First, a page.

Thom Creed is the son of Hal Creed, used-to-be superhero but now, after a horrible disaster, a social pariah. Thom is kind of ordinary, until several things happen at the same time. He owns up to himself that he has superpowers, a thing his father hates, so he has to keep them a secret. The Superhero League wants him to try out for their club. During a basketball match an opponent outs him as gay, which makes society turn against him. He needs to save the world and his invisible mother (literally) pops up after years of being absent. It’s a lot to handle.

But Moore manages it very well. After you close the book after 500+ pages, there are only two or three plot lines that you have to roll up by yourself, everything else is neatly tied up. Before that there’s love, loss, redemption, teenager problems and playful parodying of everything superhero.

I want a sequel, I want a film, I want people to read it and enjoy it as I did.

Hero, Perry Moore, Hyperion 2007

Will Grayson, Will Grayson

Toen ik klein was zei mijn vader altijd tegen me: ‘Will, je kunt in je neus pulken, je kunt in je neus pulken waar je vriend bij is, maar je kunt niet in je vriend zijn neus pulken.’

Wat was dit leuk zeg. De term YA is flink ingeburgerd, maar lijkt vaak in het verlengde te liggen van fantasy. Terwijl er toch genoeg Young Adult literatuur (en lectuur, maar waar ligt die grens?) is zonder vampiers, zombies en elven er bij te betrekken. Zoals Will Grayson, Will Grayson. En die doet het nog gelijk goed ook, een boek voor tieners zijn.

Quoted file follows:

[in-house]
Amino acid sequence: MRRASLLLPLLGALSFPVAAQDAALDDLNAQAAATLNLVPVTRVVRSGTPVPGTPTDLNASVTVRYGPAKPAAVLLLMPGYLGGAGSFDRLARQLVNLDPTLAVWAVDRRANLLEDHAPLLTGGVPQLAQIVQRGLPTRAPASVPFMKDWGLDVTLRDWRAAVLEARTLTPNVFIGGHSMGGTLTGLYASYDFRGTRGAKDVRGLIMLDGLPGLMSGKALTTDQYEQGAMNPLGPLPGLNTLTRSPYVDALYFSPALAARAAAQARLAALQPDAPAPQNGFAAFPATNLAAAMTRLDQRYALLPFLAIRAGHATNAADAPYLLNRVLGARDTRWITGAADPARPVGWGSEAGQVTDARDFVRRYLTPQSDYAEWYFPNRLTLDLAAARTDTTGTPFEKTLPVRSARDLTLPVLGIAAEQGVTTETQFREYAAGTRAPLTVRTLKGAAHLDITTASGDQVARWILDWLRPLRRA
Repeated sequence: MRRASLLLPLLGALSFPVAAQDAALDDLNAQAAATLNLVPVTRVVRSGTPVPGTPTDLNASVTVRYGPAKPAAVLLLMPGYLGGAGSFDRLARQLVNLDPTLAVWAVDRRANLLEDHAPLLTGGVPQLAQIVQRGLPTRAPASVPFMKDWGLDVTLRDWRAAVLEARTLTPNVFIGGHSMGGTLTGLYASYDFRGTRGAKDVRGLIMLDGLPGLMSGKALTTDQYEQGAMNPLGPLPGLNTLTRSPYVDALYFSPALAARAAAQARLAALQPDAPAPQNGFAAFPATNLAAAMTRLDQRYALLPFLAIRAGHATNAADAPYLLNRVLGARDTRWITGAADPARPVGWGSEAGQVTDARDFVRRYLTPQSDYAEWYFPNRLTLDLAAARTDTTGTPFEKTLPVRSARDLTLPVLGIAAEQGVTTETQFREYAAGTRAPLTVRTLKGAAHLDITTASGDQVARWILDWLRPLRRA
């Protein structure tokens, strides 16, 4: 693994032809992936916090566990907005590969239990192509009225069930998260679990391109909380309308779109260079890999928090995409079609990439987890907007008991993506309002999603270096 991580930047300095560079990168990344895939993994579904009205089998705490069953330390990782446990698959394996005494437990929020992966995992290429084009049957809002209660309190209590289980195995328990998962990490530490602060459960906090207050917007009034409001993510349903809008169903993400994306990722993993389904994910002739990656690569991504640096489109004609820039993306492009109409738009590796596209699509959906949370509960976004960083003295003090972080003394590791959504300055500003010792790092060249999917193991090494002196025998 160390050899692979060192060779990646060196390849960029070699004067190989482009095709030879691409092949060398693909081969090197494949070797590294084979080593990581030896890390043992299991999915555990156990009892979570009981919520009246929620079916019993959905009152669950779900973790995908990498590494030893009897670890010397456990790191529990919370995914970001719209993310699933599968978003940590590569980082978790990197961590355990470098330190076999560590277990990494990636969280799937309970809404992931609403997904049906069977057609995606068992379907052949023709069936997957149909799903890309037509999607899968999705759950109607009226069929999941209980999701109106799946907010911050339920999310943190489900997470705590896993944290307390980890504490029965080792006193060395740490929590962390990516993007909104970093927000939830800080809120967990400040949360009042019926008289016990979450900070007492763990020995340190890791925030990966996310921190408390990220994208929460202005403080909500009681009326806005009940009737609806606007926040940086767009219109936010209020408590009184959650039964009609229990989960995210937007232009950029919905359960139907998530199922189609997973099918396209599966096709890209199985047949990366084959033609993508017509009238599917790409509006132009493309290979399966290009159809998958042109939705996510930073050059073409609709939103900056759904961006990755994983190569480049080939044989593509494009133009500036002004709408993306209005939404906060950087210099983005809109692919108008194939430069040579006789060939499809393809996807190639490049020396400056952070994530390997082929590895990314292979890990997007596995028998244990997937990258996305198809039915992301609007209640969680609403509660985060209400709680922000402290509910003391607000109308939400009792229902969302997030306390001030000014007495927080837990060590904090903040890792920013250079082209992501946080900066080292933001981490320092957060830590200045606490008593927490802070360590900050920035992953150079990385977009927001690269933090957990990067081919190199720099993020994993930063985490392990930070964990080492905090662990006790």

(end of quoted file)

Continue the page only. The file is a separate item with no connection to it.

De ene Will Grayson lijdt onder zijn luidruchtige, homoseksuele vriend Tiny, zijn onvermogen om compleet onzichtbaar te zijn en zijn wel/niet verliefdheid op Jane. De andere Will Grayson is depressief, heeft een zielige moeder en leeft eigenlijk alleen voor zijn chat gesprekken met Isaac.
Ze ontmoeten elkaar. Dingen blijken heel anders dan verwacht. Ze leren en er volgt een feel good einde waar Hollywood een puntje aan kan zuigen, alleen omdat het compleet ongeloofwaardig geloofwaardig is. En er ruimte is voor een sequel.

Will Grayson, Will Grayson tilt niet een klein puntje van de sluier over tienerleven op, het trekt de sluier er compleet af. Het is zielig en frustrerend en absurd en verslavend. YA proberen? Ga op zoek naar de Graysons.

Will Grayson, Will Grayson, John Green & David Levithan, Lemniscaat 2010